A 40-acre stand of disease-infected trees located near Walton Lake in the Ochoco National Forest has been given a second chance to exist, even as the roots below the surface of the forest floor will slowly erode and topple the giants above.
The fate of the trees, which had been slated for thinning, will undergo an extensive review process and public engagement program to determine how best to balance the needs of the ecosystem and the human visitors to the area, said Patrick Lair, public affairs officer for the U.S. Forest Service.
Susceptible to collapse due to laminated root rot, the trees are considered a threat to visitors passing through the forest. But they are also an integral part of the physical environment — needed by wildlife for cover and by people who visit Walton Lake expecting to see a forest in its natural state.
“What we had previously proposed was removing many of the diseased trees for public safety reasons. Now we want to hear other options,” said Lair.
The infected stand may now be saved because taking them down would diminish the aesthetic value and visual quality of the Walton Lake area, which is a developed recreation site, said Lair. Wildfire potential, forest health, and the needs of wildlife are other considerations facing the Forest Service and the public.
The review process has “gone back to square one,” said Lair. A prescribed burn, tree-thinning and continued closure of the area — the size of about 30 football fields — are a few of the options on the table, he added.
“We have to follow a management plan and manage for visual quality. In order to log a bunch of infected trees we need to amend our forest plan and we need to work with the public to get there,” said Lair.
Laminated root rot affects grand fir and Douglas fir trees but does not affect ponderosa pines or larch trees. The spread of the root rot is contained because fir trees are only located in the shady or “moist” side of Walton Lake, said Lair. Drier parts of the area are home to mostly pine trees.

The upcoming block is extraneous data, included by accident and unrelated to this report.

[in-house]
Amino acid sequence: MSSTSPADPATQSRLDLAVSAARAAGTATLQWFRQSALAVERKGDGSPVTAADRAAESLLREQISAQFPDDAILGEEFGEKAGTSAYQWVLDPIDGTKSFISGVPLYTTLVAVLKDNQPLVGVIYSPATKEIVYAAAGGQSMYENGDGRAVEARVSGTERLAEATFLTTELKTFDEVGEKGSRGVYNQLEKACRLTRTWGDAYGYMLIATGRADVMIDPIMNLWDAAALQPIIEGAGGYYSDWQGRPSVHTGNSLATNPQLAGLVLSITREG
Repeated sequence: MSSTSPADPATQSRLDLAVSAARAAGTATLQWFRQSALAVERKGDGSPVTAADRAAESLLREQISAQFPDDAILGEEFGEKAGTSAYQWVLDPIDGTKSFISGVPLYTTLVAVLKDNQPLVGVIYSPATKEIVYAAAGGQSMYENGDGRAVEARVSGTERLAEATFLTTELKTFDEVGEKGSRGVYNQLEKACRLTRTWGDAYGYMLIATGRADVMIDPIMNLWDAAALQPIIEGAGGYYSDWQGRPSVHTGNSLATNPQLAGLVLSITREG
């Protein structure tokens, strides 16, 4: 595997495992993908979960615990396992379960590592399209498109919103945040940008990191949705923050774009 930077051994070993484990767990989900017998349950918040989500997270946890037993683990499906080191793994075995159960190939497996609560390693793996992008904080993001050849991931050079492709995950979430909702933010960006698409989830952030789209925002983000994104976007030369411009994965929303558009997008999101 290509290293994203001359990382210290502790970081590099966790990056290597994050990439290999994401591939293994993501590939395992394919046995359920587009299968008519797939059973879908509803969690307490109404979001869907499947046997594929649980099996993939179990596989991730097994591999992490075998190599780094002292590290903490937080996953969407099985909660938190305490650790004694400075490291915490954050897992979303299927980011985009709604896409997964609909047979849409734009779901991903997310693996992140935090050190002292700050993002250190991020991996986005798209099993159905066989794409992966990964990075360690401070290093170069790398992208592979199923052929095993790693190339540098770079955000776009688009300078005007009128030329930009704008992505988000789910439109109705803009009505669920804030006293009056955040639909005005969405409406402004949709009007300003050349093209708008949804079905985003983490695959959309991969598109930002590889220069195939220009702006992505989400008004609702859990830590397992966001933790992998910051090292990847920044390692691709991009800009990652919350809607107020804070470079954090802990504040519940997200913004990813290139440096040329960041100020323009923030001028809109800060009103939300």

The Forest Service initially reported the tree disease problem in May 2017. The stand was closed to the public for safety concerns and has remained closed as members of the public and Forest Service officials mulled options to resolve the matter.
The 25-acre Walton Lake, located 37 miles east of Prineville, is a spring-fed artificial pond surrounded by forests and meadows. It’s a popular weekend destination for campers, hikers and picnickers.
The lake is stocked with rainbow trout and the surrounding forests protect mule deer, elk, bald eagles, black bear, chipmunks and squirrels, among other creatures.
In order to better engage the public during the decision making process, the Ochoco Forest Restoration Collaborative, along with the Bowman Museum in Prineville, has launched a photo and essay competition. Prizes for the entries that best describe the beauty and wonder of the area are offered. The deadline for entries is Oct. 1 — details can be found on www.ochocoforest.org.
A forum to collect public feedback and ideas was held in Prineville last month, and the Forest Service is now planning a multioption proposal for the public to review, possibly by the end of the year, said Lair.
“Our plan was to cut down most of the trees with some kept for wildlife cover,” said Lair. “If there are other ideas that people have, we’d like to hear them. We will present issues and challenges and accept ideas and input.”
Lair reminds the public that Walton Lake remains open despite the closure of the infected area.
“Recreation is still accessible in many other parts of the lake,” said Lair.
— Reporter: 541-617-7818, email@example.com